Landlords must ensure they’re complying with complex lettings legislation every single time they rent out a residential property. Non-compliance with the law can have serious consequences, from significant fines to making it impossible to serve a Section 21 notice, which means it’s vital that landlords stay up to date with the frequent changes to the law. Here’s a - by no means exhaustive - guide to the key pieces of lettings legislation landlords need to know in 2019.
Meet minimum energy efficiency standards
Energy Performance Certificates (EPCs) are needed whenever a property is built, sold or rented, and you must have an EPC before you advertise your property for rent. EPCs give properties an energy efficiency rating from A (most efficient) to G (least efficient) and are valid for 10 years. It’s been against the law to let residential or commercial properties with an Energy Performance Certificate rating of less than E since 1st April 2018, but landlords with existing tenancies were given a further two years to make improvements to their rental properties to bring them up to the minimum standards required. This means landlords will need to spend up to £3,500 towards improving rental properties that have an F or G rating to bring them in line with the minimum energy efficiency standards, which must have a minimum of an E rating from 1st April 2020.
Carry out right to rent checks
In England, landlords renting out a residential property must check that all tenants aged 18 and over are legally allowed to rent. You will need to ask them for original documents that prove they can live in the UK, make and keep copies of these documents and record the date that you checked them. You need to check every tenant, even if they’re not named on the tenancy agreement, the tenancy agreement isn’t in writing or if there isn’t a tenancy agreement, before the start of a new tenancy. You must check all new tenants - it’s against the law to only check people you think are not British citizens.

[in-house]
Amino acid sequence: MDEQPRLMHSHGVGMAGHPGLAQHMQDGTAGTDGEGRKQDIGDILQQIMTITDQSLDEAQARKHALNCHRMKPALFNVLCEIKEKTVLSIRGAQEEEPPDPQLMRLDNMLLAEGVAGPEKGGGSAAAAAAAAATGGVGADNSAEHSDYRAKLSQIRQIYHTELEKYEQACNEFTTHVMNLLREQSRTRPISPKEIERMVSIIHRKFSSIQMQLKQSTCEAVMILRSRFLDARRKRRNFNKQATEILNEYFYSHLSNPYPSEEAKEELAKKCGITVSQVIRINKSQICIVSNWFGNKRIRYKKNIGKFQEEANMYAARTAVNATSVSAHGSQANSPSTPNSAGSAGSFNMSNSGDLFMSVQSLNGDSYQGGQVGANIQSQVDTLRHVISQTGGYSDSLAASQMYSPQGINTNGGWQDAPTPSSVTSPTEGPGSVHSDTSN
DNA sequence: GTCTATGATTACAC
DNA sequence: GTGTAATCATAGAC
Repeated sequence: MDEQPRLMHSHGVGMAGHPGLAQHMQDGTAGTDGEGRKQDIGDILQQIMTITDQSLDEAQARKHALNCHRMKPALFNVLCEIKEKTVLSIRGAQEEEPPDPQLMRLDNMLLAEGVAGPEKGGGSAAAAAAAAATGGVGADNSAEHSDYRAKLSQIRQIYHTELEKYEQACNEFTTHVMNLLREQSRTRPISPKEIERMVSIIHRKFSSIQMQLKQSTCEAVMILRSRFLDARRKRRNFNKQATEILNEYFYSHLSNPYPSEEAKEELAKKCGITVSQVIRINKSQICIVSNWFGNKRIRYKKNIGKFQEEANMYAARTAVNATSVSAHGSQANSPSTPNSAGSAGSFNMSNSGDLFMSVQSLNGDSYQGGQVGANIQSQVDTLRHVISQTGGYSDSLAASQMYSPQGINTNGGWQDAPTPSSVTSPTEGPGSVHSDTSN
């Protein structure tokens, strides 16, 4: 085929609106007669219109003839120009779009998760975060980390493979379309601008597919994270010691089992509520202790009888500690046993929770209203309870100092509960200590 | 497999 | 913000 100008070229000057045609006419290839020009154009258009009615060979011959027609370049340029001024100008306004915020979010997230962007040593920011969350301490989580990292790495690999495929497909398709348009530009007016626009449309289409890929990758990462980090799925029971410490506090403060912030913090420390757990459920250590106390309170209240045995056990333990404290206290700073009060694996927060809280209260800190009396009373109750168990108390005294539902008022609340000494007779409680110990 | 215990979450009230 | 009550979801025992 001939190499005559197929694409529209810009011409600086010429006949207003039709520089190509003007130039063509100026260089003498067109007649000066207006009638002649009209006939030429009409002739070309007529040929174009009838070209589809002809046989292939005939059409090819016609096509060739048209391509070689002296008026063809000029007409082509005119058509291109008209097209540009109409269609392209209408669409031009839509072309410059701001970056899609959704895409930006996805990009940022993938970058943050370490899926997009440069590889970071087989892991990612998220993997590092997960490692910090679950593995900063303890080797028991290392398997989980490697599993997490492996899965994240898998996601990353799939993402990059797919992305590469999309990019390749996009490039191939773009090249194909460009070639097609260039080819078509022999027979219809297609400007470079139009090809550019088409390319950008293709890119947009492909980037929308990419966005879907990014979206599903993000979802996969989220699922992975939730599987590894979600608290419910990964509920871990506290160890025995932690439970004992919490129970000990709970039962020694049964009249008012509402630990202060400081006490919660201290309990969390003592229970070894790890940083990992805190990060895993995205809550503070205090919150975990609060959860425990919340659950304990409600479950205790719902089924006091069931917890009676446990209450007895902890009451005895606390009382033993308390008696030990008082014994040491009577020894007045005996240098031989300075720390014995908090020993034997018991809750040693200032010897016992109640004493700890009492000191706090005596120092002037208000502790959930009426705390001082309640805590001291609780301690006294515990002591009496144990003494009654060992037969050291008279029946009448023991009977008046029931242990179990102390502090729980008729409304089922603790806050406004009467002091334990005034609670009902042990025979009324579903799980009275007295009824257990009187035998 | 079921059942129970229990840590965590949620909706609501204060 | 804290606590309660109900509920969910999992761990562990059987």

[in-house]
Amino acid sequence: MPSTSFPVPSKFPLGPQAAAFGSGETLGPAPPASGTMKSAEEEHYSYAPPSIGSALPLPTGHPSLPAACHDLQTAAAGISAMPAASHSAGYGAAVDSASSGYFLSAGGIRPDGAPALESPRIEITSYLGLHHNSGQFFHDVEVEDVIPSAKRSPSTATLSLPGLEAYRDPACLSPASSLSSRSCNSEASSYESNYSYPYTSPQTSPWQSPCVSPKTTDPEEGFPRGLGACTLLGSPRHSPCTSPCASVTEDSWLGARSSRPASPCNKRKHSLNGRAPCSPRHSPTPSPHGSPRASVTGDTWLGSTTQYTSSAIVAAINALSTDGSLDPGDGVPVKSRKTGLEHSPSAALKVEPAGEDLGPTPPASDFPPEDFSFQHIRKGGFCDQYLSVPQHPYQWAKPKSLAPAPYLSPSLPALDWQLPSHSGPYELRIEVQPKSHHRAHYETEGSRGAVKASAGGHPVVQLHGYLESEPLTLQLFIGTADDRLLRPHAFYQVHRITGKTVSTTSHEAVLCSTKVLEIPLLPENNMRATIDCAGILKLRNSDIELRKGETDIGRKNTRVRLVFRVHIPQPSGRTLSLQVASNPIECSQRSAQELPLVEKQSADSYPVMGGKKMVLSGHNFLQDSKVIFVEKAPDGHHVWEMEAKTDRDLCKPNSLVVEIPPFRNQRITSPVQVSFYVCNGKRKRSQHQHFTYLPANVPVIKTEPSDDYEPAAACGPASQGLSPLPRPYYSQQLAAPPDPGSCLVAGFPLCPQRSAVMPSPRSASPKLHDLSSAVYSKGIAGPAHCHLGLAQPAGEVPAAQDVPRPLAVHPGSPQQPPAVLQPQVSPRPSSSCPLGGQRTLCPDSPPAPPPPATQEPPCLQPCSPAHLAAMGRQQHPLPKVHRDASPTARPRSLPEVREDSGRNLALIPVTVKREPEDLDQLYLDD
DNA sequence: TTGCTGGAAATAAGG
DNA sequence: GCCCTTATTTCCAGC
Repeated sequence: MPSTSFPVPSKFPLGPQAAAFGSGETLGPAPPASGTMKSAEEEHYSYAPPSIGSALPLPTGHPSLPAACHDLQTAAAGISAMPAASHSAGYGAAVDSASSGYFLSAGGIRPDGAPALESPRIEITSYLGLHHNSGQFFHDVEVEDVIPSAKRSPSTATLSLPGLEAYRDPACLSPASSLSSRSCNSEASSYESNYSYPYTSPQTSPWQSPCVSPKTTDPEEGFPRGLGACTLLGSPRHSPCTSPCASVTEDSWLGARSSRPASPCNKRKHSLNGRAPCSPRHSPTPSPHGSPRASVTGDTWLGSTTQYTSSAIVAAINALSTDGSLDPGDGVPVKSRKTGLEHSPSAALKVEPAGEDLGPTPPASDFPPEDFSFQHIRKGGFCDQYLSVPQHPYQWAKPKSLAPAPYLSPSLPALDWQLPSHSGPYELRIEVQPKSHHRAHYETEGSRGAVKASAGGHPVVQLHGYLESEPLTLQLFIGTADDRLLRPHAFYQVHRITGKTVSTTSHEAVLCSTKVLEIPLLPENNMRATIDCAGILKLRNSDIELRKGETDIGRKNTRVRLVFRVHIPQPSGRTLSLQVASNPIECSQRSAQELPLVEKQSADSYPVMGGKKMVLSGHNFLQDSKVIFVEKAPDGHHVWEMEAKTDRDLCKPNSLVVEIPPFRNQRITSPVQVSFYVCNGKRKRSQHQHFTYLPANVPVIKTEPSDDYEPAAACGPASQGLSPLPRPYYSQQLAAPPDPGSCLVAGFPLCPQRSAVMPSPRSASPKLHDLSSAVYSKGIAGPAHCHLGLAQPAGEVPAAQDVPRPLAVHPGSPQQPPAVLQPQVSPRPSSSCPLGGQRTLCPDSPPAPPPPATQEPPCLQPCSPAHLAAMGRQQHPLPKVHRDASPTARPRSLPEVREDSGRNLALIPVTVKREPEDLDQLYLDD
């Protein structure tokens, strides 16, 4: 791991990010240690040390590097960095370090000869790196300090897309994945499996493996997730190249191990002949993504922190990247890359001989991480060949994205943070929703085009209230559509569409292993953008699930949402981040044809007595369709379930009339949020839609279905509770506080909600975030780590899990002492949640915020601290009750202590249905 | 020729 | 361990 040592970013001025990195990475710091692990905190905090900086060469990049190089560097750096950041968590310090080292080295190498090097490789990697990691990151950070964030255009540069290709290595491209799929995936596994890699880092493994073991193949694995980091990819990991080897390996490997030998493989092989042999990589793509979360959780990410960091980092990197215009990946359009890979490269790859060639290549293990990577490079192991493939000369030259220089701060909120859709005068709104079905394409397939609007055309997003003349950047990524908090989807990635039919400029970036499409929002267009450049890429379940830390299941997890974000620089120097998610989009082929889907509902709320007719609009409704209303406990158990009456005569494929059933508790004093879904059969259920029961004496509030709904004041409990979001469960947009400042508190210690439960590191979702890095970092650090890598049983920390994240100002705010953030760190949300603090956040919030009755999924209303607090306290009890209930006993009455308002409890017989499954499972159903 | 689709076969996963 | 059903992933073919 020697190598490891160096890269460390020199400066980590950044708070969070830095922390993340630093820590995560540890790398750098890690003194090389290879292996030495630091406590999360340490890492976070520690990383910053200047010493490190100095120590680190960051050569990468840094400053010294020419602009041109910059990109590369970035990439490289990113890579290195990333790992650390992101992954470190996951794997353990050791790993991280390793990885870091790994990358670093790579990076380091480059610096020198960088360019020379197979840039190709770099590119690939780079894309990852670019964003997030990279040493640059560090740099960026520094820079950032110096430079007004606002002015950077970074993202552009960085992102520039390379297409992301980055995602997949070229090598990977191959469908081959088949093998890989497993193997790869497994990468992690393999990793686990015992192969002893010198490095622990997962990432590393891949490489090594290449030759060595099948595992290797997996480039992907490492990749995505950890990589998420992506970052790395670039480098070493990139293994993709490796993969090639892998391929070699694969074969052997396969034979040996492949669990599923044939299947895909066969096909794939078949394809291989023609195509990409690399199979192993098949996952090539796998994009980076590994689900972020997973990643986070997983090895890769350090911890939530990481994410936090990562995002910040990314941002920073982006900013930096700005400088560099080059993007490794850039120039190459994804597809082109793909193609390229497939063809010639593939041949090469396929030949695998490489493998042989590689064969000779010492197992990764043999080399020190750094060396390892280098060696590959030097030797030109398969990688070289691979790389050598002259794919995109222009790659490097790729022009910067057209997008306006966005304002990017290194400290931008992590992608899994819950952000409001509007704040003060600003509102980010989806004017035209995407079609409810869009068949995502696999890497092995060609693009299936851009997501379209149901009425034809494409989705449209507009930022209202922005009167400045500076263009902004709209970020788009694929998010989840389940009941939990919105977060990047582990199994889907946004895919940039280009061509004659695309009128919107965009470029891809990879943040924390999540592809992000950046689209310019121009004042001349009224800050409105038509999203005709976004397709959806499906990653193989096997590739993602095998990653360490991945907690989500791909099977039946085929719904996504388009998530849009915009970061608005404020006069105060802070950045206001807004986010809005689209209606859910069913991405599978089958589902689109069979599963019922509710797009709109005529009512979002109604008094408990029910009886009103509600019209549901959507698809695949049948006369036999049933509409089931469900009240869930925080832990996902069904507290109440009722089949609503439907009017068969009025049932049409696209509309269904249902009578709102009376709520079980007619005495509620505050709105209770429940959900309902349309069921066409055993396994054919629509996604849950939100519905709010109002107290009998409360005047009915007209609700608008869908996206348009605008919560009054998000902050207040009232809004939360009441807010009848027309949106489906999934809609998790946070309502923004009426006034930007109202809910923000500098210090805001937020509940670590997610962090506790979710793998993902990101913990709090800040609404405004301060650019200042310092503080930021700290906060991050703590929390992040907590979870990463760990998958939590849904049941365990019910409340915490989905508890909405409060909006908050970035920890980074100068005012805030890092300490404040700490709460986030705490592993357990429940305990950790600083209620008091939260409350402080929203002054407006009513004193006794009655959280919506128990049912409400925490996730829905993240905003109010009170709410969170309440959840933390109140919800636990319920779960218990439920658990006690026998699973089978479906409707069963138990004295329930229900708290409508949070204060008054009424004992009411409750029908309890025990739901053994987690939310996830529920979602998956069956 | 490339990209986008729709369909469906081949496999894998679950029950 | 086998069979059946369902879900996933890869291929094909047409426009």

Comply with the Tenant Fees Act
The Tenant Fees Act came into effect on 1st June 2019, banning all tenant fees unless they were specifically made permitted payments under the law. The Tenant Fees Act also placed a one-week cap on holding deposits and regulated how long these can now be held and placed a five-week cap on tenancy deposits for properties with an annual rental income of less than £50,000 per year and a six-week cap on tenancy deposits for properties with an annual rental income of more than £50,000 per year.
Protect tenancy deposits
Deposits for assured shorthold tenancies that started after 6th April 2007 must be protected in a government-backed tenancy deposit scheme (TDP). In England and Wales, deposits can be registered with the Deposit Protection Service, MyDeposits and the Tenancy Deposit Scheme. Landlords must put deposits in a scheme within 30 days of receiving it and, at the end of the tenancy, must be returned within 10 days of the landlord and tenant agreeing how much the tenant will get back.
Provide tenants with relevant documentation
There are four key documents landlords must provide tenants at the outset of a tenancy:
- The ‘How to rent: the checklist for renting in England’ guide as either a printed copy or, with the agreement of the tenant, as a PDF by email.
- A gas safety certificate at the beginning of the tenancy and within 28 days of each annual gas safety check.
- The prescribed information about the relevant deposit protection scheme.
- An Energy Performance Certificate.
Landlords cannot evict tenants with a Section 21 notice for tenancies that began or were renewed after 1st October 2015 if they haven’t provided tenants with the above documentation.